Ask “Mr. Music”
Jerry Osborne


DEAR JERRY: I just heard a rumor that I'm hoping you can either confirm to be true, or say is false.

Is there a women's league professional basketball player (WNBA?) who is the daughter of Chubby Checker?

She obviously wouldn't have the name Checker, which makes it very hard to research.

If true, he must have had her late in life since he was making records in the 1950s.

Let me know either way, and share whatever details you have.
—Frances Koster, Chicago

DEAR FRANCES: Most of what you heard is true, the exception being that Chubby Checker's daughter is a collegiate player and not yet a professional.

Mistie McCray Bass, born December 2, 1983, in Janesville, Wisc., is the daughter of Pamela Bass and Ernest Evans (a.k.a. Chubby Checker).

This of course puts Mistie at age 20 as of this writing. On the day of her birth, papa Checker was just 42.

Standing six-three, Mistie, a junior, plays the center position for the Duke Blue Devils women's team. Interestingly, most pro scouts rate her to be an excellent WNBA prospect.

When he is able to squeeze it into his performing schedule (he is still twistin' on stage), Chubby can be found among the fans cheering on the Lady Blue Devils, especially Mistie Bass.

DEAR JERRY: I swear there was a time, probably during the summer, when Dick Clark took his American Bandstand show to the Steel Pier in Atlantic City.

Yet whenever I mention this to anyone, they give me a blank stare as if to say I'm out of my mind.

Does this confirm my wife's belief that my memory is sometimes less than accurate? Or is it as sharp as I'd like to believe?
—Chuck Weaver, Palmyra, Wisc.

DEAR CHUCK: I'm pleased to support, at least in part, the confidence you have in your memory. There is, however, a slight glitch.

When I first read Dick Clark's Foreword, written for “The Acrobat,” by George A. Hamid, Jr., it seemed you may be completely correct. In it he states:

“For the then unheard of sum of $10,000, George A. Hamid Sr. hired me to host a two-day show featuring relatively unknown teenage newcomers such as Chubby Checker, Frankie Avalon and Bobby Rydell to perform in the Steel Pier's ten-thousand capacity Marine Ballroom on the Boardwalk in Atlantic City. The concept was so successful that I starred at Steel Pier into the late sixties.”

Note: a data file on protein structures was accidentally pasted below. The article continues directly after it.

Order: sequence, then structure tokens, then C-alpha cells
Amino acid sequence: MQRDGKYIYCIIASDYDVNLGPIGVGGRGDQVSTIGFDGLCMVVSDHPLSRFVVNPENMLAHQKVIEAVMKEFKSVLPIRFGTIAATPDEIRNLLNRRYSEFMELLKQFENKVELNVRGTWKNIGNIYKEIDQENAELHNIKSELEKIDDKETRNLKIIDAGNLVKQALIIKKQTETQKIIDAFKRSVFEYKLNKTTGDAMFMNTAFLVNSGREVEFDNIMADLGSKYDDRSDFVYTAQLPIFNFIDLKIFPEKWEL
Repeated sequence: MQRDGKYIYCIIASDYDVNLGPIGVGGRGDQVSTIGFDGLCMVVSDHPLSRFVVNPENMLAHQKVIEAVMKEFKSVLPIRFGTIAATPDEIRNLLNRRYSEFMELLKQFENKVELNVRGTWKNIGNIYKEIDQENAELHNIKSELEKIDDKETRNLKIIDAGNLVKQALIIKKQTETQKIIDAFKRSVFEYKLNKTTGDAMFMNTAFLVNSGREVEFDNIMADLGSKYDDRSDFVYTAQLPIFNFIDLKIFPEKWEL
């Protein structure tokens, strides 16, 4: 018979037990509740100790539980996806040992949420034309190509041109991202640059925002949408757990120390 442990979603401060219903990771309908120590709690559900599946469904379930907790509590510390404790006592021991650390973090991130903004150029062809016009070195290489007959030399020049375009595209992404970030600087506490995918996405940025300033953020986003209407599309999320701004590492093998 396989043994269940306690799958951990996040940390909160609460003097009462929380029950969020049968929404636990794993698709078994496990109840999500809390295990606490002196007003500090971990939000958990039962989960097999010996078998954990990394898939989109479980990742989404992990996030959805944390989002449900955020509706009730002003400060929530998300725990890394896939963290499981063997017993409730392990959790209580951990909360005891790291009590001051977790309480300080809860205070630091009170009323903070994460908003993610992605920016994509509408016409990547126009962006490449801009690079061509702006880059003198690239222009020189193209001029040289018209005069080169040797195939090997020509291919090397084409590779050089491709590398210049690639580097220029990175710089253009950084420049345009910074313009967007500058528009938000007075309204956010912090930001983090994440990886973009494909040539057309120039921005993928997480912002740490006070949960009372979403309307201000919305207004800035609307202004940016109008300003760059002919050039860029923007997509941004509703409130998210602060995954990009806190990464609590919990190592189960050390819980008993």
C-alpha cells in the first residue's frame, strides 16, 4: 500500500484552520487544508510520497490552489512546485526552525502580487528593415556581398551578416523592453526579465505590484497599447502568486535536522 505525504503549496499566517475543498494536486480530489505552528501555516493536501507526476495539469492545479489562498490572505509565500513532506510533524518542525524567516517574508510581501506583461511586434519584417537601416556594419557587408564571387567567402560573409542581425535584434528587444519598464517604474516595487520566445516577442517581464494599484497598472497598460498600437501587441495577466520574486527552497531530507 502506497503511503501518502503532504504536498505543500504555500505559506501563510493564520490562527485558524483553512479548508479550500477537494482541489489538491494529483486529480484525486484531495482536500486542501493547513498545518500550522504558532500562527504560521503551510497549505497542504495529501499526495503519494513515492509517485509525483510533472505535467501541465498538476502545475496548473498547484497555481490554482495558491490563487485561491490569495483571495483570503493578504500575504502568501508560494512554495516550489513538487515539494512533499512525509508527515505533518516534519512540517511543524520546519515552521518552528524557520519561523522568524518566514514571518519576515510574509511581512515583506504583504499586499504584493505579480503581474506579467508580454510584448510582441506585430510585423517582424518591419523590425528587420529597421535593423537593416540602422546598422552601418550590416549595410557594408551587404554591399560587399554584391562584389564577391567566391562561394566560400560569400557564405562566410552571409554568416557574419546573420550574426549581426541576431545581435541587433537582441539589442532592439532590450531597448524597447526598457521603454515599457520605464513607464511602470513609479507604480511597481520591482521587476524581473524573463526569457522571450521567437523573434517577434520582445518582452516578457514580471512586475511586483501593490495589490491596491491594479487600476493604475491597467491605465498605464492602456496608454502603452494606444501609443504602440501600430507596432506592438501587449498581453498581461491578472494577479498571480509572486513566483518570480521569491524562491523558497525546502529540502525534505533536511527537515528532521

But specifically to clarify whether or not those Steel Pier shows were actual American Bandstand broadcasts or just rock and roll stage shows, I called Dick Clark's office.

His associate, Jeff James, spoke to Dick for me and confirmed that the Bandstand show itself did not originate from the Pier at any time.

Perhaps those blank stares are somewhat justified.

DEAR JERRY: I recently found a Spinorama album titled “Italian Sing Along,” which is credited to a singer named Johnny Kay. I believe it was recorded in the early 1960s.

Though I have never heard of Johnny Kay, I have long been a fan of Perry Como, and the voice is unmistakably that of Perry.

Have you ever heard of Johnny Kay? Did Perry Como ever recorded under that name?

I do recall times when some artists recorded under an alias to avoid disputes or legal problems with the companies that held their contracts.
—Frank Marcoccia, Newburgh, Ind.

DEAR FRANK: Johnny Kay may sing in a style similar to Perry Como, but he is definitely a different person.

In the late '50s and early '60s, Johnny Kay popped up on several different budget labels (i.e., mediocre quality recording and packaging, at discount prices).

Another of his Spinorama LPs is “Johnny Kay Sings in Italia” (S-3033), though he also can be found in the bargain bins on Diplomat, Premier, Promenade, and other cut-rate labels.

IZ ZAT SO? The late Laura Branigan is best remembered for her worldwide hit “Gloria,” but one of her lesser-known hits has a place in American Bandstand history.

Laura's “Shattered Glass,” a summer 1987 issue, is the last song to be performed on the final ABC-TV American Bandstand show (September 5, 1987).

As for the first record played, on the first ABC Bandstand broadcast (October 7, 1957), that would be prophetic “Whole Lot of Shakin' Going On,” by Jerry Lee Lewis.

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